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"I fear that we elect people mostly because parishes (both pastors and lay) feel they have no real stake in it all and really do not think it matters much."
Given how Synod Workbook overtures from congregations, circuits, and districts have been trashcanned, sidelined, or replaced by (sometimes opposite) resolutions written by synod commissions or floor committees themselves at the direction of the SP, one can see why there might be that feeling of having no real stake in synod activities.
Speaking of the Lutheran 1/2 Hour Ministries....does anyone know any congregation that has an active LLL chapter? For that matter, who listens to the Lutheran 1/2 Hour? None of my pastor friends across every district in our Synod pays any attention to LHM very few have any members that listen to the LHM stuff. LHM strikes me as an organization that has $$$ and little to no reason to exist any longer.
As one of the Synod Vice Presidents, which the LLL/LHM fully promoted, Rev. Wally Schulz was assigned to carry out the duties of acting President of the Synod, when SP Kieschnick was recused by the Praesidium, during the investigation of David Benke's spiritual adultery at Yankee Stadium.
Under pressure from leftist contributors, the LLL caved and fired Rev. Schulz from his position as Lutheran Hour Speaker and disinvited Schulz from an upcoming convention where he was to be honored for his years of service. The LLL has never apologize for their maltreatment of Rev. Wally Schulz.
Just like the Walther League (which was founded by Lutheran congregations of the Synodical Conference, of which the Missouri Synod was one of the members) the LLL had for decades been a shining star for the Synod. But also like the Wather League, the LLL went over to the dark side. In 1977, the Walther League was removed as an auxiliary organization of the Synod.
The LLL probably should have been removed as a recognized auxiliary of the Missouri Synod, but, even under the Harrison administration, that has never brought up to the Synod Convention.
Whether it should/should not be an "auxiliary" my point (which you didn't speak to Mr. Vehse) is simply that as far and most of my pastor friends can tell, Lutheran Hour Ministries is simply irrelevant and of no significant to anyone/anywhere. It appears to be grasping at straws spending money people leave to them in their will/trusts as a result of their legacy of many, many years ago. I have seen nothing in the past forty years to make me think any differently about, long before the Benke kerfuffle in the Synod.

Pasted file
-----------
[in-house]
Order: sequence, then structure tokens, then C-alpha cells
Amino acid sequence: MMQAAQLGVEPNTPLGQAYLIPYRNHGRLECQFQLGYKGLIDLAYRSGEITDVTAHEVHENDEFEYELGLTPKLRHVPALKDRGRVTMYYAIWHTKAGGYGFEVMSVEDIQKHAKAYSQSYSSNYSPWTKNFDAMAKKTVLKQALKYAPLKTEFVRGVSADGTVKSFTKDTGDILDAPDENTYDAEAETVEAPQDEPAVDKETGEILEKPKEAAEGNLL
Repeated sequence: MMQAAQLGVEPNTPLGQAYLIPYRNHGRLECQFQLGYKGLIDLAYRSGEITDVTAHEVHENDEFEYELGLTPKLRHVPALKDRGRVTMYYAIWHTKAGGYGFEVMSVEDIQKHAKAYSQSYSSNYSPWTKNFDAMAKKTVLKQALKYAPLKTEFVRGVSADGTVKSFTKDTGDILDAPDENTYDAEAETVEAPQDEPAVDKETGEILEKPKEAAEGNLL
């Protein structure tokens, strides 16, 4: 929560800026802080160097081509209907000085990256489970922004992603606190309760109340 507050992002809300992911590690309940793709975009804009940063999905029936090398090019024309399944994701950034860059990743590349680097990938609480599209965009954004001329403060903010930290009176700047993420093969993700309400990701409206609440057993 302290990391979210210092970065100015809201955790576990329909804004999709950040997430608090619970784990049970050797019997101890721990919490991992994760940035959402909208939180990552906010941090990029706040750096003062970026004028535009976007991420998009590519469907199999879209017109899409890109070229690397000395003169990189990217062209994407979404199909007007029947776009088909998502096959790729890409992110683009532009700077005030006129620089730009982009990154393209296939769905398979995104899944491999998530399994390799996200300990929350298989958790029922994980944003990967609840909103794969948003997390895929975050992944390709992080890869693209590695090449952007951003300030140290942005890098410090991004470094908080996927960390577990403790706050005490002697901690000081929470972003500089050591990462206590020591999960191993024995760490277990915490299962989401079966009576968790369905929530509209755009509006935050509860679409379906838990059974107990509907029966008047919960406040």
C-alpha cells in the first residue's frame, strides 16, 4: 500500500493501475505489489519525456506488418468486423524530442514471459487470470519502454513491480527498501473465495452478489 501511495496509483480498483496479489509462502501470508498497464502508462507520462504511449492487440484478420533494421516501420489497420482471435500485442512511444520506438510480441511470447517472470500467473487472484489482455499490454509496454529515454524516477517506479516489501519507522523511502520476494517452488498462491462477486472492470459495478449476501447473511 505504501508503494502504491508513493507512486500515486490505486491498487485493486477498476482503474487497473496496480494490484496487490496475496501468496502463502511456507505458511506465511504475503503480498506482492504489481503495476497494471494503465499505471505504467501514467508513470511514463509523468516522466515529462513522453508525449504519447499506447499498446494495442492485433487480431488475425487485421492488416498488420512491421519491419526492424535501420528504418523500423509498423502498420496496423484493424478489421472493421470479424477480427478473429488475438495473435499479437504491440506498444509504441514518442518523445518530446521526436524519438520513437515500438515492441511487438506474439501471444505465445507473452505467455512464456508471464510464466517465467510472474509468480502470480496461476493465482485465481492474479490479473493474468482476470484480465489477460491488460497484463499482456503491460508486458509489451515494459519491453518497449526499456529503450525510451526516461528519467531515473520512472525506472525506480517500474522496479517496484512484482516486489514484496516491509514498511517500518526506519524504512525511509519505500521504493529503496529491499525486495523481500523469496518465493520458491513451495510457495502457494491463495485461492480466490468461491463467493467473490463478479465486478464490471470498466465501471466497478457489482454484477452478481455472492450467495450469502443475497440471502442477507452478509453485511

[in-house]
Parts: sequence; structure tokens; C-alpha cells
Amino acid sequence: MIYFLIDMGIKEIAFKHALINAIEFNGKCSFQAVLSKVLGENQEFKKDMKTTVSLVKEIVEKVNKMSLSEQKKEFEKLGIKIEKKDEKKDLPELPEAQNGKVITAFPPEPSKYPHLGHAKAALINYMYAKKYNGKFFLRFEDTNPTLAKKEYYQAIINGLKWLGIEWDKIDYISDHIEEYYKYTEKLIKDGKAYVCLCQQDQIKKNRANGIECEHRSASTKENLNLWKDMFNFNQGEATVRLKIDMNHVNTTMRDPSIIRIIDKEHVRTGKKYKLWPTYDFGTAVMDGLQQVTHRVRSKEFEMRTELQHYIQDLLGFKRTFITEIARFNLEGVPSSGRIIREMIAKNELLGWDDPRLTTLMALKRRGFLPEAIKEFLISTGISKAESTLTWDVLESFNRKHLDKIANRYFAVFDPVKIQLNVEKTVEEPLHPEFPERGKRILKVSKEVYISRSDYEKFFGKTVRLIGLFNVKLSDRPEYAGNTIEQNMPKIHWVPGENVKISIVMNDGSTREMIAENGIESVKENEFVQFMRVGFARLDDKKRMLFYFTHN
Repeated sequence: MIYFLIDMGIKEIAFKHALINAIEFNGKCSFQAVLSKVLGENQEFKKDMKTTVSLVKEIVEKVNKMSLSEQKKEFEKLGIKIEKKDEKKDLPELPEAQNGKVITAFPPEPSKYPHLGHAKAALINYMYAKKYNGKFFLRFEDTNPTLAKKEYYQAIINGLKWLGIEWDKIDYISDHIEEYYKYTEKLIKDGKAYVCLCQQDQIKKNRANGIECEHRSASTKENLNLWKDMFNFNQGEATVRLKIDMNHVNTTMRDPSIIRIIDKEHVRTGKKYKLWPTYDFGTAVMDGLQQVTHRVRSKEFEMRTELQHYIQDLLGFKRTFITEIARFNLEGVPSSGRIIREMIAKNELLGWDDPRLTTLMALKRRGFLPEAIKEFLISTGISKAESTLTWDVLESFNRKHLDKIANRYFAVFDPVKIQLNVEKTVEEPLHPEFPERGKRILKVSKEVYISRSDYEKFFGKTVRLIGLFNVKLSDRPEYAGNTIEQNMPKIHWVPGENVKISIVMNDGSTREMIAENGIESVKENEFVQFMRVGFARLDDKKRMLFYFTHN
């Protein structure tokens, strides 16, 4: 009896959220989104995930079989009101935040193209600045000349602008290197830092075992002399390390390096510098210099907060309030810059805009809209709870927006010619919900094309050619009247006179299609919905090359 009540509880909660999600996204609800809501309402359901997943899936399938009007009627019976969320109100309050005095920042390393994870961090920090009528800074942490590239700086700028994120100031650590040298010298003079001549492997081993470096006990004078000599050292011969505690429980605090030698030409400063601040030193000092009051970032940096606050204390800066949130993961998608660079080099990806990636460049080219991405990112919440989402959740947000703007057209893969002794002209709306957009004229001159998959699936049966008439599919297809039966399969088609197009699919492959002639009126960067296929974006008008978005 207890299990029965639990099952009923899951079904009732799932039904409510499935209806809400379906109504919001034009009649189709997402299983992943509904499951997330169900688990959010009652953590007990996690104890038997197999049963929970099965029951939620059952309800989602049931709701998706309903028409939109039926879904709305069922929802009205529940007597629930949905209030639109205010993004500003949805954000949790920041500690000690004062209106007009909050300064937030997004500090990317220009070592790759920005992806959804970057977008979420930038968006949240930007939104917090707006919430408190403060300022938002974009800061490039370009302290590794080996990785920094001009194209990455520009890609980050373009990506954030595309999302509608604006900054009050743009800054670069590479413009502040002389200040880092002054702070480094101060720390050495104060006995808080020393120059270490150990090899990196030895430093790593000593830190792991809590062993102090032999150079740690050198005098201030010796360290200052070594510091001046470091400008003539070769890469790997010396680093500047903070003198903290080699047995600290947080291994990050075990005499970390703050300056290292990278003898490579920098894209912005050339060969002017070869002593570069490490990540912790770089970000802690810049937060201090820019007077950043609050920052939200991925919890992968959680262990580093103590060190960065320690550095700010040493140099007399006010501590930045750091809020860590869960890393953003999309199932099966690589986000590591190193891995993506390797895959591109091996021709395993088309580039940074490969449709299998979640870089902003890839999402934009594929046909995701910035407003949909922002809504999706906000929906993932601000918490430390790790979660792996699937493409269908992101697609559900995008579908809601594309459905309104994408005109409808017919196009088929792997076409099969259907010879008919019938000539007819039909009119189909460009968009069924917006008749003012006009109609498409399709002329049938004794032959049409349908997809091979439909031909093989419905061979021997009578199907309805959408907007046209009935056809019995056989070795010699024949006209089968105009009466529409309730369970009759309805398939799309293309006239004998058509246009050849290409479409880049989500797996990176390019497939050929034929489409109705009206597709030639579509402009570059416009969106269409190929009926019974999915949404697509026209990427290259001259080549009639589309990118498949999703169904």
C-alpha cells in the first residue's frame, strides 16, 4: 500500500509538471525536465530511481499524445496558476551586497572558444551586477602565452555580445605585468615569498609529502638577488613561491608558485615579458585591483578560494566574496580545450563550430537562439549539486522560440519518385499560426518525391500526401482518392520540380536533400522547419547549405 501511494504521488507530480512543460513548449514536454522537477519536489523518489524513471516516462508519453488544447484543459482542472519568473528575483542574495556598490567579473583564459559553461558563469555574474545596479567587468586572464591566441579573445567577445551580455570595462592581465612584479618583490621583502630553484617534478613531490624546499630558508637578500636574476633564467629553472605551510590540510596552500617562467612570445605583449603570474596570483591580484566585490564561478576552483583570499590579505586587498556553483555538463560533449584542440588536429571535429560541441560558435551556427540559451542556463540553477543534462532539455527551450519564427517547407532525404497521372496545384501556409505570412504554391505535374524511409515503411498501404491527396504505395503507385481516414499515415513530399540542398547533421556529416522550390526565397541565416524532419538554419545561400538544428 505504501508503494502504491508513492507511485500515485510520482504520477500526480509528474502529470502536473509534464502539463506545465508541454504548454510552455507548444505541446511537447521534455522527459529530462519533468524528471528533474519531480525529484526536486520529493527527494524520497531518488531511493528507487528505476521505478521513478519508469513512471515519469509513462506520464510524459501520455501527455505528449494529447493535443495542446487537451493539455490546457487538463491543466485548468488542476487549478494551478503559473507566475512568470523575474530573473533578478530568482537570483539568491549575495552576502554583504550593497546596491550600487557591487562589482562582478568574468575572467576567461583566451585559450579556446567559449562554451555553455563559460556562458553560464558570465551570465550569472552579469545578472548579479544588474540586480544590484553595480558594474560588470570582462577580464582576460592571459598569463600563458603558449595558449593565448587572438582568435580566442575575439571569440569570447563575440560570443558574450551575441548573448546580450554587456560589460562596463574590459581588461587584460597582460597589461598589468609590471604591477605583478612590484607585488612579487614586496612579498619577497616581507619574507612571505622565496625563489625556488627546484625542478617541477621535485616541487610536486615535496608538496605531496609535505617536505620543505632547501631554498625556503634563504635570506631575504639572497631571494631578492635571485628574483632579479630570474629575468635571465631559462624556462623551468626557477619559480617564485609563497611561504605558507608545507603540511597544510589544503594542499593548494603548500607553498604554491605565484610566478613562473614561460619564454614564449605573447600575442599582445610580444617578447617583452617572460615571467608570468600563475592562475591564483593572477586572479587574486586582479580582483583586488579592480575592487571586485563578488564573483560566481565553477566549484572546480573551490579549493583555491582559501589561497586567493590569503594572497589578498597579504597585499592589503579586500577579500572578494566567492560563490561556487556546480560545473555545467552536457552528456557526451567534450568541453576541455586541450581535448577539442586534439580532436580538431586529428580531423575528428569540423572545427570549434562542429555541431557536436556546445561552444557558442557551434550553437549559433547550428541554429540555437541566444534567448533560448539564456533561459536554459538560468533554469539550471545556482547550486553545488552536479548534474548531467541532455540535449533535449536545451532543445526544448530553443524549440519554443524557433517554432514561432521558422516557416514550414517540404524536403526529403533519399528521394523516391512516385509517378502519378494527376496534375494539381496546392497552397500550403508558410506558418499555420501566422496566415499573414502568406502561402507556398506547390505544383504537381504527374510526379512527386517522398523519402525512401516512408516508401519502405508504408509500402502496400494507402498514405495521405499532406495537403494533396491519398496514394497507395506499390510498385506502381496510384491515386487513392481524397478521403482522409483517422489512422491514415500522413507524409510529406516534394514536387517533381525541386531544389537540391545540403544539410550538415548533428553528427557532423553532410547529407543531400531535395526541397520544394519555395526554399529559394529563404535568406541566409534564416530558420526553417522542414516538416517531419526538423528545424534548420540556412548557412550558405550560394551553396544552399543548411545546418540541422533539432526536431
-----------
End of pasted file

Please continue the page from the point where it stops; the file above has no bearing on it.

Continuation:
I honestly have no idea what the LHM does, other than keep the lights, pretend to have some kind of activity and pay its staff.
It's just become a running joke for many: "Lutheran 1/2 Hour Ministries."
Wow, the Walther League ! There's a blast from the past.
I always wondered what became of it. Thanks for the link which describes what happened.
For all his bluster and whining, Vehse has never been at a Synod convention as a voting delegate and his grasp of reality as to how the Synod has always processed all the overtures it receives prior to a convention is tenuous at best, insane at worst. Just another example of Cranky-Carl and Crazy-Hazy Vehse doing his thing. Poor old guy.
"I read recently where an ELCA midwestern synod has elected a woman as bishop"
That would be Lorna H. Halaas, who was elected on the fifth ballot to replace the Rev. Rodger Prois, 66, who has served as bishop of the Western Iowa Synod since 2013. Lorna's resume includes:
1978 - BA, Concordia College in Moorhead, MN
2008 - MDiv, United Theological Seminary of the Twin Cities, New Brighton, MN
2009-2010 - pastorette, Gloria Dei Lutheran Church, Williston, ND
2011-2012 - pastorette, First Lutheran Church, Hoople, ND
2012-2013 - interim pastorette, Hope Lutheran Church, Sioux City, IA, Immanuel Lutheran Church, George, IA
2013-2019 - assistant to the bishop of the Western Iowa Synod